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by Bob Enzel

It was almost 40 years ago that I first visited the Principality of Andorra. At that time petite Andorra was still the young daughter of Spain and France.

This past winter when I re-visited Andorra the young lady had grown to full maturity. Andorra was no longer a placid duty free-tax free haven. It had matured into a duty free metropolis and was no longer (totally) tax free …service tax was now four percent. There are over 2,000 shops that offer tax free shopping and 250 hotels where you can rest your pocketbook between jaunts.


The five ordinary ski areas of years past have been merged into two mega-resorts at both ends of the Principality. Their combined lift total is now 110 (152,000/pph) with 175 miles of skiable terrain on more than 7,000 skiable acres. Many skiers have already discovered this mini-ski-paradise; even in this past poor snow year, Andorra expected skier visits of two and a half million visits—equal to that of its neighbor Spain. The tiny Principality of 175 square miles was now a serious skiing tourism competitor to both Spain and France.

Our visit to Andorra was even shorter than planned when a meter of snow kept us pinned in at our hotel in the Spanish Pyrenees. It cut our visit to two nights and only one day. It took us the better part of a day to make the door-to-door trip from the resort of Baqueira-Beret to our hotel in Andorra. Even so, fellow ski writer Ted Heck and I managed a full day of skiing at Grand Valira, a visit to the resort of Valnord, some duty free shopping, and dining out with our newly acquired friends.

In the many years between visits my memory had diminished, and Andorra had expanded so fiercely I was confused about the lay of the land. The previous tough drive up the mountain road had been smoothed into a relatively easy and picturesque drive out of Spain into Andorra. New roadways cut through solid rock and serpentine curves were reduced to straight-aways. I had also forgotten that the capital city of Andorra La Vella was still about 10 miles from the border crossing. When we first arrived in Andorra I thought we were in the main city, but the area had grown so much I didn’t realize we were actually in the border town of San Julia de Loria. Ten miles further on we arrived in Andorra La Vella.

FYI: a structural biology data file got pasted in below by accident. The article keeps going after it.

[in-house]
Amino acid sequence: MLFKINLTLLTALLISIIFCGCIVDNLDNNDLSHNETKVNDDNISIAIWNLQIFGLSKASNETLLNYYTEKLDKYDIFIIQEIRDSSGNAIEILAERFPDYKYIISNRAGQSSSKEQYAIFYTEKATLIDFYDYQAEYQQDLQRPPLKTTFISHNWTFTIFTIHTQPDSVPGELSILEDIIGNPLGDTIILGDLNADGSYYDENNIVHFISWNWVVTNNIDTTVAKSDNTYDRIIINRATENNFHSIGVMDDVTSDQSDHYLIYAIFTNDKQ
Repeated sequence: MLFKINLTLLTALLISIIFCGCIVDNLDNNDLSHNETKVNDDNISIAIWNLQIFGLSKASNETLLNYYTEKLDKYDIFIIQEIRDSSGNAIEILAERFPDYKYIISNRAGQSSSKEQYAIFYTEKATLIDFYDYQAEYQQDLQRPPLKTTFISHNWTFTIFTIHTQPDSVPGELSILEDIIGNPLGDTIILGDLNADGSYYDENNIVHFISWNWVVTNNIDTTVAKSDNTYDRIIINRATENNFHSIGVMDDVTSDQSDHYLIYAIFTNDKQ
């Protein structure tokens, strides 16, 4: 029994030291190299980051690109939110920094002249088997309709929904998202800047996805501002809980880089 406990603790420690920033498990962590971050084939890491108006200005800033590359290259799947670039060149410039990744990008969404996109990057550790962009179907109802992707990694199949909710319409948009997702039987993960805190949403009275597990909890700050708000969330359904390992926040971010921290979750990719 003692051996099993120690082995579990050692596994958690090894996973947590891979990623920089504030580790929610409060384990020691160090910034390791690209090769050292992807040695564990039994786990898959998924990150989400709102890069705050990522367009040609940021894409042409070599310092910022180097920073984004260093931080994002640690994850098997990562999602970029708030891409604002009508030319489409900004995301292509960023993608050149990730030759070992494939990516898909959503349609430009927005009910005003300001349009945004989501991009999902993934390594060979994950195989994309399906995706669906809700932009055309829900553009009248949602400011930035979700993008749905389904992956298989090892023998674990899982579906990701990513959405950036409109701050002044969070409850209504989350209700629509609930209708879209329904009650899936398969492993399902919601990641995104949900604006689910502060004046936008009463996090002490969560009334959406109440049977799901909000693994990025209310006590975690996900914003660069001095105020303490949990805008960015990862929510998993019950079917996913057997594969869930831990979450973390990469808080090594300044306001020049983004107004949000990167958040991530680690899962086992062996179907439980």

My memory also failed in finding our hotel without any difficulty. The city had grown in 40 years and it took us awhile to get our bearings within this busy little metropolis…with the help of several kindly citizens. We eventually reached the Art Hotel in the center city. The hotel overlooked a lovely park and canal and it was comfortable and convenient. It also solved a triple purpose: close to restaurants and shopping, with easy access to the highway to both ski resorts. Unfortunately, we only had two nights to enjoy hotel comforts. Shopping in and out of the city is phenomenal and the night was still before us… Ted and I enjoyed walking around the old town looking in windows and occasionally popping in to buy an item or two.

Off we went early the next day with our equipment loaded to ski the resort of Grand Valira. The resort offered the most convenient access to France at the western end of Andorra. Our guide that day was Christa whose grandparents once owned a hotel within steps of a nearby lift. It was fortunate we had a guide--and Christa was a good guide--because there was no way we could have managed to ski the entire complex in one day. A modern 88 passenger tram to the top whisked us up in short order. Even so we managed to only ski the Canillo-El Tarter-Soldeu-Grau Roig side of the resort. We missed the Pas de la Casa side of this huge mountain complex. Of course, we would have liked to have returned the next day and skied it all, but time was limited. We intended to visit Valnord the following day, which was also our departure day.